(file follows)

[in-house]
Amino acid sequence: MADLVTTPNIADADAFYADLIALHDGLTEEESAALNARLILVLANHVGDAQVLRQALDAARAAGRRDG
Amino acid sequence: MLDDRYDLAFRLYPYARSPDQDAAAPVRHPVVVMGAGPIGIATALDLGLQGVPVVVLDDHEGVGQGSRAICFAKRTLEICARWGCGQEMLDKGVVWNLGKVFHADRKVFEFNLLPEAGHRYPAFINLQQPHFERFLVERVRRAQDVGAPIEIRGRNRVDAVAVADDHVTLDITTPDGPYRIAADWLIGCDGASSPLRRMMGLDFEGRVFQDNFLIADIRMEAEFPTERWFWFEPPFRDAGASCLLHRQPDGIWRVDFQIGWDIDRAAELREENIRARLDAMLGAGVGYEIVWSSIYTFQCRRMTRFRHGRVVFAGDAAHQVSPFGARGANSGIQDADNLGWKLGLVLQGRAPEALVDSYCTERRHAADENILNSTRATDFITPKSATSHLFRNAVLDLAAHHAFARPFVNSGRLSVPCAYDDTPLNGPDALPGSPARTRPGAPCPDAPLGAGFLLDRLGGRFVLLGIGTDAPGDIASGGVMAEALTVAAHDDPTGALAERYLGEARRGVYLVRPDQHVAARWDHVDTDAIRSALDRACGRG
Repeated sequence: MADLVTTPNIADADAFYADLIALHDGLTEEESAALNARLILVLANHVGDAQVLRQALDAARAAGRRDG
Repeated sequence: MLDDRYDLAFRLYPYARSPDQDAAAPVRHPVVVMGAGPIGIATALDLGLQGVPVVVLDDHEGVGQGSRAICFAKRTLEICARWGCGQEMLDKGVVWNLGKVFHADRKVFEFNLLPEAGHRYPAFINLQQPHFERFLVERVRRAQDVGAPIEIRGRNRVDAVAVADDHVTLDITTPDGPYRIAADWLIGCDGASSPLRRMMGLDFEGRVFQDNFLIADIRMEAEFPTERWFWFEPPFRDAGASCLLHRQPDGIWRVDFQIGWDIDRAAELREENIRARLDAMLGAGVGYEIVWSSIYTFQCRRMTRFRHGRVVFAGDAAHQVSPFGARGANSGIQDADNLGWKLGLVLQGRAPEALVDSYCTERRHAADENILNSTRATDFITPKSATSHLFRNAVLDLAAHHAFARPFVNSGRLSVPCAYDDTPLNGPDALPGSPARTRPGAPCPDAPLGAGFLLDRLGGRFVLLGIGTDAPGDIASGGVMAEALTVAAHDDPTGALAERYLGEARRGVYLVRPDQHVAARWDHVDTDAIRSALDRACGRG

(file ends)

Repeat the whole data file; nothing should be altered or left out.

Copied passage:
[in-house]
Amino acid sequence: MADLVTTPNIADADAFYADLIALHDGLTEEESAALNARLILVLANHVGDAQVLRQALDAARAAGRRDG
Amino acid sequence: MLDDRYDLAFRLYPYARSPDQDAAAPVRHPVVVMGAGPIGIATALDLGLQGVPVVVLDDHEGVGQGSRAICFAKRTLEICARWGCGQEMLDKGVVWNLGKVFHADRKVFEFNLLPEAGHRYPAFINLQQPHFERFLVERVRRAQDVGAPIEIRGRNRVDAVAVADDHVTLDITTPDGPYRIAADWLIGCDGASSPLRRMMGLDFEGRVFQDNFLIADIRMEAEFPTERWFWFEPPFRDAGASCLLHRQPDGIWRVDFQIGWDIDRAAELREENIRARLDAMLGAGVGYEIVWSSIYTFQCRRMTRFRHGRVVFAGDAAHQVSPFGARGANSGIQDADNLGWKLGLVLQGRAPEALVDSYCTERRHAADENILNSTRATDFITPKSATSHLFRNAVLDLAAHHAFARPFVNSGRLSVPCAYDDTPLNGPDALPGSPARTRPGAPCPDAPLGAGFLLDRLGGRFVLLGIGTDAPGDIASGGVMAEALTVAAHDDPTGALAERYLGEARRGVYLVRPDQHVAARWDHVDTDAIRSALDRACGRG
Repeated sequence: MADLVTTPNIADADAFYADLIALHDGLTEEESAALNARLILVLANHVGDAQVLRQALDAARAAGRRDG
Repeated sequence: MLDDRYDLAFRLYPYARSPDQDAAAPVRHPVVVMGAGPIGIATALDLGLQGVPVVVLDDHEGVGQGSRAICFAKRTLEICARWGCGQEMLDKGVVWNLGKVFHADRKVFEFNLLPEAGHRYPAFINLQQPHFERFLVERVRRAQDVGAPIEIRGRNRVDAVAVADDHVTLDITTPDGPYRIAADWLIGCDGASSPLRRMMGLDFEGRVFQDNFLIADIRMEAEFPTERWFWFEPPFRDAGASCLLHRQPDGIWRVDFQIGWDIDRAAELREENIRARLDAMLGAGVGYEIVWSSIYTFQCRRMTRFRHGRVVFAGDAAHQVSPFGARGANSGIQDADNLGWKLGLVLQGRAPEALVDSYCTERRHAADENILNSTRATDFITPKSATSHLFRNAVLDLAAHHAFARPFVNSGRLSVPCAYDDTPLNGPDALPGSPARTRPGAPCPDAPLGAGFLLDRLGGRFVLLGIGTDAPGDIASGGVMAEALTVAAHDDPTGALAERYLGEARRGVYLVRPDQHVAARWDHVDTDAIRSALDRACGRG